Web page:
Sunday, August 26, 2007

When Seven is a Good Day

Aching. Burning. Cramping. Cutting. Deep. Dull. Excruciating. Exhausting. Gnawing. Intense. Nagging. Nauseating. Numb. Penetrating. Pinching. Pins and needles. Radiating. Sharp. Shooting. Stabbing. Stinging. Throbbing.

For close to two decades, pain has been my nearly constant companion. I cannot tell you exactly when it started. There was no trauma; no blunt-force impact, no onset of injury. It was not job related; and, it has never gone completely away.

I have been diagnosed (only later to be undiagnosed by another doctor) with rheumatoid arthritis (and the regular kind), peripheral neuropathy, fibromyalgia, chronic fatigue, sciatica, muscle strain, pes planus (flat feet), ligament strain, over-exertion, and previous knee and/or hip injury.

I have been delirious and incontinent with pain. At times, it is so punishing, I cannot walk, and my legs feel weak. I then rely on a cane or crutch for support. I stopped climbing stairs. Then, I just stopped moving; and gained 100 pounds.

About 5 years ago, I got a scooter to help me be more mobile. Though the medical and outside world saw walking (or not walking) as an exercise or physical therapy issue; the scooter was a quality of life issue for me. At that point, I had none. With a scooter, I could enjoy the park, explore antique malls, take a stroll with my sweetie, etc.

Looking for a Cure

My doctors, other professionals, extended family and others encouraged me to lose weight saying I would feel better. My weight fluctuated up and down… with no discernable change in my leg pain.

They encouraged me to eat healthier; that might do the trick.

Vegetarians wanted me to stop eating meat, red meat in particular; I developed a taste for sushi and tofu. I bought non-genetically modified organic foods at the farmer’s market.

I ate only whole-grains; then stopped eating grains altogether. I reduced my fat intake, caloric intake, fluid intake. You name it… I tried it, with little or no impact on the intensity of the pain. Most people, professional or otherwise would say, “You didn’t give [insert dietary alteration/restriction here] a long enough trial.”

One woman, the leader of a pain support group, was sure that if I gave myself regular high colonics, I would feel better.

I have worn orthotics and braces without relief.

At one time or another, I was under the care of a physical therapist, sports medicine doctor, chiropractor, acupuncturist, foot reflexologist, biofeedback technician, psychologist, and psychiatrist. All were certain they could help me initially, then as they saw “cure" was not in my immediate future, they all lost interest. Every one of them said something akin to, “You have to want to be better.”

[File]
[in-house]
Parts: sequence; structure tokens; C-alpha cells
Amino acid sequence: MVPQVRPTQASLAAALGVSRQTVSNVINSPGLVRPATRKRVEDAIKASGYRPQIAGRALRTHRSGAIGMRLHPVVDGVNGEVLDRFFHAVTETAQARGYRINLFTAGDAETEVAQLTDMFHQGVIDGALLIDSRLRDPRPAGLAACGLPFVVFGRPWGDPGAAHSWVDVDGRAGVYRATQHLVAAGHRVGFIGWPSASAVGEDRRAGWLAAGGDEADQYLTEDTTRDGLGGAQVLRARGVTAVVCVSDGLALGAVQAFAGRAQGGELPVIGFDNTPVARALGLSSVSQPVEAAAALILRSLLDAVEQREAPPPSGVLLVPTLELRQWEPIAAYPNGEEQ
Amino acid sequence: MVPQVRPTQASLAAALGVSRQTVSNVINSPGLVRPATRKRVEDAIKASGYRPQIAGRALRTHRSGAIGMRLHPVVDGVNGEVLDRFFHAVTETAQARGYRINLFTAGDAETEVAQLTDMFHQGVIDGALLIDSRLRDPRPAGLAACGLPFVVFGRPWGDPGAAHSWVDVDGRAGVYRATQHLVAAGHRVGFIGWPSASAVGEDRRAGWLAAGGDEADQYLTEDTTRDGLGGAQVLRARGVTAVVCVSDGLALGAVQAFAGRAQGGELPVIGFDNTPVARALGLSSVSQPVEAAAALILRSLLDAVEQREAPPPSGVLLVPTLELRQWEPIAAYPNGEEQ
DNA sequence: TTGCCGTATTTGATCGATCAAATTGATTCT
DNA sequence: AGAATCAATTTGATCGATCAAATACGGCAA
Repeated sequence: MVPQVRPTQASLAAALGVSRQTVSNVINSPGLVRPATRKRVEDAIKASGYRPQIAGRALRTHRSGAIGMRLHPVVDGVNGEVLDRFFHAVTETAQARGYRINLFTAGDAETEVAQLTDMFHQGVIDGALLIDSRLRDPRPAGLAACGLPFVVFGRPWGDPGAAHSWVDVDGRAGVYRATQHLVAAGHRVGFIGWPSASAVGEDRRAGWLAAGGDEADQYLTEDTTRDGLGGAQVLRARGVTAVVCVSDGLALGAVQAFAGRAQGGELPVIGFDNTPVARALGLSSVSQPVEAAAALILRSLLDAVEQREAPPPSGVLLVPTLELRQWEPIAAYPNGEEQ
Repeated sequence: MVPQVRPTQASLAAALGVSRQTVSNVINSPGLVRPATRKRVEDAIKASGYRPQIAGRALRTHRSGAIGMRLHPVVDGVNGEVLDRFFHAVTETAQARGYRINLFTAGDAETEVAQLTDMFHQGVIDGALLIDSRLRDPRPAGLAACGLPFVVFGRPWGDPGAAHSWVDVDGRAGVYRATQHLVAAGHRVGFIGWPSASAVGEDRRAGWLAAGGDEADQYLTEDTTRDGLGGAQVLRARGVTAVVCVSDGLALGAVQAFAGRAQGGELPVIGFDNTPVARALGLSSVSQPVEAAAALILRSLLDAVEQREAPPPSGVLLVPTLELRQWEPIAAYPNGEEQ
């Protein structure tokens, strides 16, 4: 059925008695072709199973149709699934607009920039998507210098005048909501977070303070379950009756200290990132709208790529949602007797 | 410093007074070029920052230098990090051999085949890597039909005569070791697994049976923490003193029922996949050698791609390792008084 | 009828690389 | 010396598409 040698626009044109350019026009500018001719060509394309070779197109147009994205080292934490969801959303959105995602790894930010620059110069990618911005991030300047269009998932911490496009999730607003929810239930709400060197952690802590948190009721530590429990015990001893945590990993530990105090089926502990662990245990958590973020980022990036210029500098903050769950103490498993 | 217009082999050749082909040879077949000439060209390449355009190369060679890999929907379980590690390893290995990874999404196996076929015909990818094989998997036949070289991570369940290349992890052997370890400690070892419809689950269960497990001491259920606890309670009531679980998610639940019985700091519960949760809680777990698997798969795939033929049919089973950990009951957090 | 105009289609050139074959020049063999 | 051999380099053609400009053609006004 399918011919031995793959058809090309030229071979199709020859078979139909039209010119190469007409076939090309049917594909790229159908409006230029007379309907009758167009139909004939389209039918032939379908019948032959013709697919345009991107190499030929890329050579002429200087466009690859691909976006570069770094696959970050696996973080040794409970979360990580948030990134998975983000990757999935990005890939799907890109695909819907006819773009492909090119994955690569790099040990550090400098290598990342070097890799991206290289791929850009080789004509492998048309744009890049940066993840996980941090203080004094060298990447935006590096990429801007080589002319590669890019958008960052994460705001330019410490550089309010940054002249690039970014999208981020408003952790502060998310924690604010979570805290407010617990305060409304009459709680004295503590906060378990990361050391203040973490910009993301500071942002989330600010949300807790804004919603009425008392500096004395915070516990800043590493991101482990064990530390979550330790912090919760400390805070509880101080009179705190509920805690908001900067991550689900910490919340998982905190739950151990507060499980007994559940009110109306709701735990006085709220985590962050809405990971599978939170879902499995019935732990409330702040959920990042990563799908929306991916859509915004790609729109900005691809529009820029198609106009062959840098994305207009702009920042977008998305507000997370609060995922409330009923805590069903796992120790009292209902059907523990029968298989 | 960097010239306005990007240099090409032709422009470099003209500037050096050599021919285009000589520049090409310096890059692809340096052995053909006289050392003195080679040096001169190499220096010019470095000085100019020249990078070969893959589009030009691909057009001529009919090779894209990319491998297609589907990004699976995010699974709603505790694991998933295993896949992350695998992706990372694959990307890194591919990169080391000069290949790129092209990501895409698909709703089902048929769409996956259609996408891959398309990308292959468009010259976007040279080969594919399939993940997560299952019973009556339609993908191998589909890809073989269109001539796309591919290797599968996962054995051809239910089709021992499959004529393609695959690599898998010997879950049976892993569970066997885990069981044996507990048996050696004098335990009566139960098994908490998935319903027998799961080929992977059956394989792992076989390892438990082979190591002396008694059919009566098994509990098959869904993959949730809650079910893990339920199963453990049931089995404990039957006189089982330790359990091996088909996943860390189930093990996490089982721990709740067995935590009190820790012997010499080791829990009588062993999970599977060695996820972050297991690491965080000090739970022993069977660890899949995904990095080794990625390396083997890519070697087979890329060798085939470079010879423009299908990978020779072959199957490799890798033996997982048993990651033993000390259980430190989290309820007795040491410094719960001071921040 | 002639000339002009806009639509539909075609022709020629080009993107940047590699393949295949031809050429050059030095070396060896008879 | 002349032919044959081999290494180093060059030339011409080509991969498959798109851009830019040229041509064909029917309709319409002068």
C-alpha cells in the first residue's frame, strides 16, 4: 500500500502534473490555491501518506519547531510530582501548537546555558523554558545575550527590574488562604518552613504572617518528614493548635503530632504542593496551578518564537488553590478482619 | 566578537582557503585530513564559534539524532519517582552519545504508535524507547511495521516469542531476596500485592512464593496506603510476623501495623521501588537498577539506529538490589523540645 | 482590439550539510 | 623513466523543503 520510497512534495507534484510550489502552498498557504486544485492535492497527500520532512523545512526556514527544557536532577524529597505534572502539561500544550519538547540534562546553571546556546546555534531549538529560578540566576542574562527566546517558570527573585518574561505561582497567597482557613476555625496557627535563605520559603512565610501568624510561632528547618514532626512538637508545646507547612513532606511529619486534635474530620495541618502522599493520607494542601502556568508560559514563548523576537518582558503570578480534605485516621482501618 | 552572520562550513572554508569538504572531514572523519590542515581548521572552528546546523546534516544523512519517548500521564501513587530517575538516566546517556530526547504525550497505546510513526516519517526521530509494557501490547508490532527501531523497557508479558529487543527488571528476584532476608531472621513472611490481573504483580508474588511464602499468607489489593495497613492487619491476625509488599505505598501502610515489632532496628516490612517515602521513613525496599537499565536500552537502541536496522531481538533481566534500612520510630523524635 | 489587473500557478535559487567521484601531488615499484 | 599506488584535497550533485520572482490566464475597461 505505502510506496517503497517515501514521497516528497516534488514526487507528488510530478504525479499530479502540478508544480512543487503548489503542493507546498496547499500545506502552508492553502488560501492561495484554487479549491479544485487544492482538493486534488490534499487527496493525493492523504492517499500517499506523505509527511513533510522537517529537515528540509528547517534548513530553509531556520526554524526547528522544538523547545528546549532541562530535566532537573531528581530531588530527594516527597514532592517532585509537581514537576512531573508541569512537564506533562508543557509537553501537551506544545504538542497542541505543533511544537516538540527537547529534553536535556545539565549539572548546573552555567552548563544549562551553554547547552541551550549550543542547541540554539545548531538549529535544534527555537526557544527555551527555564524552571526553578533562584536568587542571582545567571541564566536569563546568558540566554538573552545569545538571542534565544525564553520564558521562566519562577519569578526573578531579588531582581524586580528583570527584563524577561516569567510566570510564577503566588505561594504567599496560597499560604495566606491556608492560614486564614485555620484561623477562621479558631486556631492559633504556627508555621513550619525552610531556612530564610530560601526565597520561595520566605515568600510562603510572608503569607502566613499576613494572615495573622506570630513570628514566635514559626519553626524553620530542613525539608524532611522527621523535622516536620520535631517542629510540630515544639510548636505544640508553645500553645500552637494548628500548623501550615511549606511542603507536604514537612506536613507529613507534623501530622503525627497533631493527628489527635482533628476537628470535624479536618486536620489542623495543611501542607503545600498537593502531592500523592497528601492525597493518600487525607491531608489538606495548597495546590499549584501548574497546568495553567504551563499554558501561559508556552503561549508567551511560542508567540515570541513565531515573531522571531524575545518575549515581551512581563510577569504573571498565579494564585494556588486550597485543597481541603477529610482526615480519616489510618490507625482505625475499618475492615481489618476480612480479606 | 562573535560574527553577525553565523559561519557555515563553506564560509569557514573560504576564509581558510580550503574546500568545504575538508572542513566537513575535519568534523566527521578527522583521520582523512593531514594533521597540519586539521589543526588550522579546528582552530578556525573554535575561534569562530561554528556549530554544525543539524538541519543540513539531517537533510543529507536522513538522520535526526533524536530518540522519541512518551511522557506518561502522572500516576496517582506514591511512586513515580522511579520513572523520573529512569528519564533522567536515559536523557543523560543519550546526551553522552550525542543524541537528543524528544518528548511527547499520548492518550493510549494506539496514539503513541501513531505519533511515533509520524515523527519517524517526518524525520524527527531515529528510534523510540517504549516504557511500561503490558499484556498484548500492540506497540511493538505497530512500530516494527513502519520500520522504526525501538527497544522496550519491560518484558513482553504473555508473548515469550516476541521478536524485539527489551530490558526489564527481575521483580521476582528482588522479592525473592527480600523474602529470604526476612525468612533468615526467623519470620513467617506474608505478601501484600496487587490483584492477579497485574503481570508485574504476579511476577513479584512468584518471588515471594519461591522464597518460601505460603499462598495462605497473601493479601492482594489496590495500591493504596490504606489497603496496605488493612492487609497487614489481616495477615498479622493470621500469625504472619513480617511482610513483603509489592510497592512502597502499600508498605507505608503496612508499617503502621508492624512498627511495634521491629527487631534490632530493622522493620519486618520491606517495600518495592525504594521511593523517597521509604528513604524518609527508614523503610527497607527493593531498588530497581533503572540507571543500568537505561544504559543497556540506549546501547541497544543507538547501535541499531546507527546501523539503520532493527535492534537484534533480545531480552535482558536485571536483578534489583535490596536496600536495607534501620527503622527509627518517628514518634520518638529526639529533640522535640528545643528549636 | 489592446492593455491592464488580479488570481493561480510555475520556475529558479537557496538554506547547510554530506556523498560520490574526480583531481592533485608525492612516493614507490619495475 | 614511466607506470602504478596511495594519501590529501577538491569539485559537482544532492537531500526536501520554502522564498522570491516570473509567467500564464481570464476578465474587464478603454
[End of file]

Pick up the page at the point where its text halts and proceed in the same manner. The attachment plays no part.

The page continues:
I looked for, but could not find a voodoo witchdoctor to remove my curse, but the yellow pages have no such subcategory.

I have been on Prozac, Elavil, Wellbutrin, Buspar, Paxil, Zoloft, and St. John’s Wort, at one time or another. I took Neurontin and Gabitril, neuropathic blocking agents; they didn't help. I took Valium and Flexeril to relax muscles. I have also taken Altram, Darvocet, Vicodin, Percocet, and Percodan singly, or in combination with other drugs for pain.

About six years ago, I thought I found the cure. A sleep specialist diagnosed me with sleep apnea. I woke with no pain the first night I slept through with the assistive device that ensured I would not stop breathing. It was invigorating, albeit short-lived. Within a week, the leg pain was back.

Professionals evaluate my pain on a number of pain scales including:

  • Visual Analog Scales
  • Numeric Pain Intensity Scale
  • Simple Descriptive Pain Intensity Scale
  • Graphic Rating Scale
  • Verbal Rating Scale
  • Pain Faces Scale
  • And more.

Comfort & Thanksgiving

Today is a good day. Last week I had a new procedure; an epidural steroid injection and I feel better. I do not know what it holds for the future, but the literature implies it is not a long term solution. I am hopeful and cautious at the same time.

But with this clearer head, free of narcotics, I want to say this… it is family and my friends and colleagues with disabilities who sustain me. They have not doubted my pain, or made light of it. They think I am neither dramatic nor psychosomatic. They encouraged me to know myself and my body; and when I finished looking, they were satisfied with my introspection.

Thank you.


stacey said...

i hope the pain goes away with the new treatment; i can't imagine what you must have felt like when the leg pain came back after you thought it was gone for good.

Anonymous said...

thank you for this post - i cannot relate to the type of pain you have but i am glad you have shared it. i hope the steroid injection brings you some space and some distance from it. lets us know how it goes long term.

Donimo said...

I recognize much of what you've gone through. I have had chronic pain for 27 years and boy, do I have a lot of experiences with people saying what I ought to do, should have done etc. I have quite the collection of treatments and doctors myself. It's a trying journey. I, too, am sustained by talking with others with disabilities and reading all of the great blogs out there. Our experiences are generally not reflected in the world, but online, I feel seen and understood.